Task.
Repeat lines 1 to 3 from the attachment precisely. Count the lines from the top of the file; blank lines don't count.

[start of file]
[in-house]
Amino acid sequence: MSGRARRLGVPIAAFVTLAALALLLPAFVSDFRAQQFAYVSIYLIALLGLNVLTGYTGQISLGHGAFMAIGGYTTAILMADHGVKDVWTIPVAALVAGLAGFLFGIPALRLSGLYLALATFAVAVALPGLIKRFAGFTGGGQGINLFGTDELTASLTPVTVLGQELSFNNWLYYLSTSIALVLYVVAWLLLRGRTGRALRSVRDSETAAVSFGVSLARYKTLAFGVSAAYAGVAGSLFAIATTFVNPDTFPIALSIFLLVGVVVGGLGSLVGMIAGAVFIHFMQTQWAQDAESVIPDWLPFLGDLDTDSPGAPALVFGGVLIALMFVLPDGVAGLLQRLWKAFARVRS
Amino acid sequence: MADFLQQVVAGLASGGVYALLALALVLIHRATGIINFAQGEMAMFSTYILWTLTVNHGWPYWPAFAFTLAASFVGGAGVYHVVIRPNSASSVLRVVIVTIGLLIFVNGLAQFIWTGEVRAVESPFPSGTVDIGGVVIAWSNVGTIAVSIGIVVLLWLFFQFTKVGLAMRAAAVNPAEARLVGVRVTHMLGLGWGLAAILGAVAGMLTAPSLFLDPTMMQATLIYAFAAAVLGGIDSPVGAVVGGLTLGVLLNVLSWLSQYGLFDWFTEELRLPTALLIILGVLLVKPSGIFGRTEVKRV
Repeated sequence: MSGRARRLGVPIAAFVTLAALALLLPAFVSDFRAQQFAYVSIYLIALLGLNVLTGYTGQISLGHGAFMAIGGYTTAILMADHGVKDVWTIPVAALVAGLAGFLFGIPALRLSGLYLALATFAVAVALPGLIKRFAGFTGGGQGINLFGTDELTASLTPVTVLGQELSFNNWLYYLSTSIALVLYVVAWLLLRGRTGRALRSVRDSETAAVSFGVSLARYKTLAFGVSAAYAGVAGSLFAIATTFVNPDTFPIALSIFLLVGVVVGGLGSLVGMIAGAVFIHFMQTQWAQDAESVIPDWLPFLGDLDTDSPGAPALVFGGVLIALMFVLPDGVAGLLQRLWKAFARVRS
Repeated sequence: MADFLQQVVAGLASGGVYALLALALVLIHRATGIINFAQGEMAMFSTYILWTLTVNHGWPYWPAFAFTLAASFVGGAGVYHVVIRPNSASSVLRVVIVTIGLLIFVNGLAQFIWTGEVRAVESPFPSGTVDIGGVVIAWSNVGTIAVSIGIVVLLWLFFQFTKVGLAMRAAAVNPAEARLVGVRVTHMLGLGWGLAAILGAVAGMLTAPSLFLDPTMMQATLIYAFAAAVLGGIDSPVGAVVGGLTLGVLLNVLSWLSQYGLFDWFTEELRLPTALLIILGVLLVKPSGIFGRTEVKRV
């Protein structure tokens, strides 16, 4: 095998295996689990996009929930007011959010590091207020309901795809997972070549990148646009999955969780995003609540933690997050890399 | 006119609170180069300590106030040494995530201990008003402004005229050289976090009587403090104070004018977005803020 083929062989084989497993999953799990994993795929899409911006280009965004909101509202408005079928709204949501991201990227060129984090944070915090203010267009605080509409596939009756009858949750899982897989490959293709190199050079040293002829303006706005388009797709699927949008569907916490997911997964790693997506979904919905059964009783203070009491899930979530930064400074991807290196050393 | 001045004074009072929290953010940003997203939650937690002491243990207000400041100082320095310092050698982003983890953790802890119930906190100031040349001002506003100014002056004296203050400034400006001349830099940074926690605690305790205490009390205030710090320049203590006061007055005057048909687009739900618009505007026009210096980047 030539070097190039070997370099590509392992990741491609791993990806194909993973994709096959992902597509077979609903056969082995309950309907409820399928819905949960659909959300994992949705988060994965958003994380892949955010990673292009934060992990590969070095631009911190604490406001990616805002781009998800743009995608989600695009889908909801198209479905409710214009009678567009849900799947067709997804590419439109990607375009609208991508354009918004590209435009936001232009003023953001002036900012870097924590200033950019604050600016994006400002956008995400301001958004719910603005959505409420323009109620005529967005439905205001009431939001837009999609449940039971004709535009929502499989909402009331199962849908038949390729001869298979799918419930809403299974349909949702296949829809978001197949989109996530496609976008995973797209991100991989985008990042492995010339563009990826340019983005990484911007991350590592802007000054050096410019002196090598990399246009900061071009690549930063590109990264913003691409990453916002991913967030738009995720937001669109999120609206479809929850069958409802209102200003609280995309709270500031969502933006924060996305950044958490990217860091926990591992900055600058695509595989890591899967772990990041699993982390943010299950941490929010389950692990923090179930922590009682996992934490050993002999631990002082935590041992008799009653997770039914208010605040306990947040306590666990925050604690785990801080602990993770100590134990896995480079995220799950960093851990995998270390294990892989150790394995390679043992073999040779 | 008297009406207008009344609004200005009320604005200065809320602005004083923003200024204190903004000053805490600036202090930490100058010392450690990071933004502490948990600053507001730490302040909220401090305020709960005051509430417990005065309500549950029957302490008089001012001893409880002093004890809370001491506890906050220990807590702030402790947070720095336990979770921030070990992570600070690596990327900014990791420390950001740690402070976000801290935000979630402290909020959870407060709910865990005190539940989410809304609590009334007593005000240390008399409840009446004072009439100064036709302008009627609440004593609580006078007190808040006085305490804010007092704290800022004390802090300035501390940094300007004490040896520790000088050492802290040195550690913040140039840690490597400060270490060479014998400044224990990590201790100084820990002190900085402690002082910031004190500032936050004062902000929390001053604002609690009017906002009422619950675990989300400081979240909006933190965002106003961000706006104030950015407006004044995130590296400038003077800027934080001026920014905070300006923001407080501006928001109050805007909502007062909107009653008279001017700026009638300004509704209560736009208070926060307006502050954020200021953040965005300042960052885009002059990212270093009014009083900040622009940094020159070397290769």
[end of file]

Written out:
[in-house]
Amino acid sequence: MSGRARRLGVPIAAFVTLAALALLLPAFVSDFRAQQFAYVSIYLIALLGLNVLTGYTGQISLGHGAFMAIGGYTTAILMADHGVKDVWTIPVAALVAGLAGFLFGIPALRLSGLYLALATFAVAVALPGLIKRFAGFTGGGQGINLFGTDELTASLTPVTVLGQELSFNNWLYYLSTSIALVLYVVAWLLLRGRTGRALRSVRDSETAAVSFGVSLARYKTLAFGVSAAYAGVAGSLFAIATTFVNPDTFPIALSIFLLVGVVVGGLGSLVGMIAGAVFIHFMQTQWAQDAESVIPDWLPFLGDLDTDSPGAPALVFGGVLIALMFVLPDGVAGLLQRLWKAFARVRS
Amino acid sequence: MADFLQQVVAGLASGGVYALLALALVLIHRATGIINFAQGEMAMFSTYILWTLTVNHGWPYWPAFAFTLAASFVGGAGVYHVVIRPNSASSVLRVVIVTIGLLIFVNGLAQFIWTGEVRAVESPFPSGTVDIGGVVIAWSNVGTIAVSIGIVVLLWLFFQFTKVGLAMRAAAVNPAEARLVGVRVTHMLGLGWGLAAILGAVAGMLTAPSLFLDPTMMQATLIYAFAAAVLGGIDSPVGAVVGGLTLGVLLNVLSWLSQYGLFDWFTEELRLPTALLIILGVLLVKPSGIFGRTEVKRV